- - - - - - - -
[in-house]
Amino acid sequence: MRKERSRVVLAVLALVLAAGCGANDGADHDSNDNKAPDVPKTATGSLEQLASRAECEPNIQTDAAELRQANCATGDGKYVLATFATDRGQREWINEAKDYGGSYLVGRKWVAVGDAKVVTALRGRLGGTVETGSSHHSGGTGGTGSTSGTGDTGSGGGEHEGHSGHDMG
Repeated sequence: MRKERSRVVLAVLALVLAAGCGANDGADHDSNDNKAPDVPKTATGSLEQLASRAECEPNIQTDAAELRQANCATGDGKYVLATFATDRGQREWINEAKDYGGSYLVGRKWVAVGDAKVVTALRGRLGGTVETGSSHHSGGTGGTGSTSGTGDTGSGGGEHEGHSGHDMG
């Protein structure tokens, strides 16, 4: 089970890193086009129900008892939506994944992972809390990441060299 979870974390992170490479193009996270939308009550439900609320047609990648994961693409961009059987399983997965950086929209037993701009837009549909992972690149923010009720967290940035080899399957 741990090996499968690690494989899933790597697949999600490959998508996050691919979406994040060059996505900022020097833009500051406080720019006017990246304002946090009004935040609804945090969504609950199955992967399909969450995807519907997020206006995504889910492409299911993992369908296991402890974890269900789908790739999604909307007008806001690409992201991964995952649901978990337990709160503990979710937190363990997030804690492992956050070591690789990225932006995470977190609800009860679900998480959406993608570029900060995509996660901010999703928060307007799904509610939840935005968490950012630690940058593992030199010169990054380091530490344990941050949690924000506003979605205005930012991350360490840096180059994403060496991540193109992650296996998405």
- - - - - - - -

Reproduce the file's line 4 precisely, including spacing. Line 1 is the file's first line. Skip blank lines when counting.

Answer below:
């Protein structure tokens, strides 16, 4: 089970890193086009129900008892939506994944992972809390990441060299 979870974390992170490479193009996270939308009550439900609320047609990648994961693409961009059987399983997965950086929209037993701009837009549909992972690149923010009720967290940035080899399957 741990090996499968690690494989899933790597697949999600490959998508996050691919979406994040060059996505900022020097833009500051406080720019006017990246304002946090009004935040609804945090969504609950199955992967399909969450995807519907997020206006995504889910492409299911993992369908296991402890974890269900789908790739999604909307007008806001690409992201991964995952649901978990337990709160503990979710937190363990997030804690492992956050070591690789990225932006995470977190609800009860679900998480959406993608570029900060995509996660901010999703928060307007799904509610939840935005968490950012630690940058593992030199010169990054380091530490344990941050949690924000506003979605205005930012991350360490840096180059994403060496991540193109992650296996998405």